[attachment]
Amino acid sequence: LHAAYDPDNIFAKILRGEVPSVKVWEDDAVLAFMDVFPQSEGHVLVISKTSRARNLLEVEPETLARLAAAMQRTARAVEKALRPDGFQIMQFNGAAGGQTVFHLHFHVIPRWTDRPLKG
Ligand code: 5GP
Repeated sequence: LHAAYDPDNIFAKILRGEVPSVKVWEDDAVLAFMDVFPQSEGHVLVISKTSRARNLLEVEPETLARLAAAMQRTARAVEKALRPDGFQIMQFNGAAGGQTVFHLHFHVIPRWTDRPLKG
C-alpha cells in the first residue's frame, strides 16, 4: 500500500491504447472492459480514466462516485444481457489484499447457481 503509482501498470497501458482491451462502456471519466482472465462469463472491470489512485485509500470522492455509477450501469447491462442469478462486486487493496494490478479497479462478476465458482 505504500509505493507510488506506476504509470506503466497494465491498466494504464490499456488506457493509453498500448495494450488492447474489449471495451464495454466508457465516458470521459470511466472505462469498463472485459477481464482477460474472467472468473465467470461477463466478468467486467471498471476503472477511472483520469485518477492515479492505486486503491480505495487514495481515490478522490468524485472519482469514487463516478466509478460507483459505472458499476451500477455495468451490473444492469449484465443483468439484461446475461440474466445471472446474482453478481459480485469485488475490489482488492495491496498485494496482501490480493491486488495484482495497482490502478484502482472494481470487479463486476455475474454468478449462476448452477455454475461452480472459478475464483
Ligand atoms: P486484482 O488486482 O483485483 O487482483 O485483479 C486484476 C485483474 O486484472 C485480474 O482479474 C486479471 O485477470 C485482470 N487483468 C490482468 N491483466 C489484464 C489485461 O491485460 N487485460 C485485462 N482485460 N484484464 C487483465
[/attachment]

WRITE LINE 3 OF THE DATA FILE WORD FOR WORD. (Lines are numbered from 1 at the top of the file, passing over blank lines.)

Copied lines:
Repeated sequence: LHAAYDPDNIFAKILRGEVPSVKVWEDDAVLAFMDVFPQSEGHVLVISKTSRARNLLEVEPETLARLAAAMQRTARAVEKALRPDGFQIMQFNGAAGGQTVFHLHFHVIPRWTDRPLKG